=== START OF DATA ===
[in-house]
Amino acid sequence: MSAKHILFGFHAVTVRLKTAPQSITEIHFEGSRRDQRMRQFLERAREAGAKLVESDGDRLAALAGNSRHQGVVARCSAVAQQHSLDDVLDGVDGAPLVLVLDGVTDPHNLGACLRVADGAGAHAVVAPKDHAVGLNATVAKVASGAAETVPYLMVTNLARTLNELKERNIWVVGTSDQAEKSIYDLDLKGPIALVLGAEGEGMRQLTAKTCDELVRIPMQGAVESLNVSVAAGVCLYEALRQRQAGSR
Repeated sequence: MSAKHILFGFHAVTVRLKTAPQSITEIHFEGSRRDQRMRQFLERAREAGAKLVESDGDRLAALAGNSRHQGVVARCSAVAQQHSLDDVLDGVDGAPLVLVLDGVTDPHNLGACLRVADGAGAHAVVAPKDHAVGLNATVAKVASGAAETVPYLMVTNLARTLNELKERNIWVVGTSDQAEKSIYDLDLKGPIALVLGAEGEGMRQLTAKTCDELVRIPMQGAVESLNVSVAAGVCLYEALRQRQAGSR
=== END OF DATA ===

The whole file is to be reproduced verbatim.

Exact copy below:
[in-house]
Amino acid sequence: MSAKHILFGFHAVTVRLKTAPQSITEIHFEGSRRDQRMRQFLERAREAGAKLVESDGDRLAALAGNSRHQGVVARCSAVAQQHSLDDVLDGVDGAPLVLVLDGVTDPHNLGACLRVADGAGAHAVVAPKDHAVGLNATVAKVASGAAETVPYLMVTNLARTLNELKERNIWVVGTSDQAEKSIYDLDLKGPIALVLGAEGEGMRQLTAKTCDELVRIPMQGAVESLNVSVAAGVCLYEALRQRQAGSR
Repeated sequence: MSAKHILFGFHAVTVRLKTAPQSITEIHFEGSRRDQRMRQFLERAREAGAKLVESDGDRLAALAGNSRHQGVVARCSAVAQQHSLDDVLDGVDGAPLVLVLDGVTDPHNLGACLRVADGAGAHAVVAPKDHAVGLNATVAKVASGAAETVPYLMVTNLARTLNELKERNIWVVGTSDQAEKSIYDLDLKGPIALVLGAEGEGMRQLTAKTCDELVRIPMQGAVESLNVSVAAGVCLYEALRQRQAGSR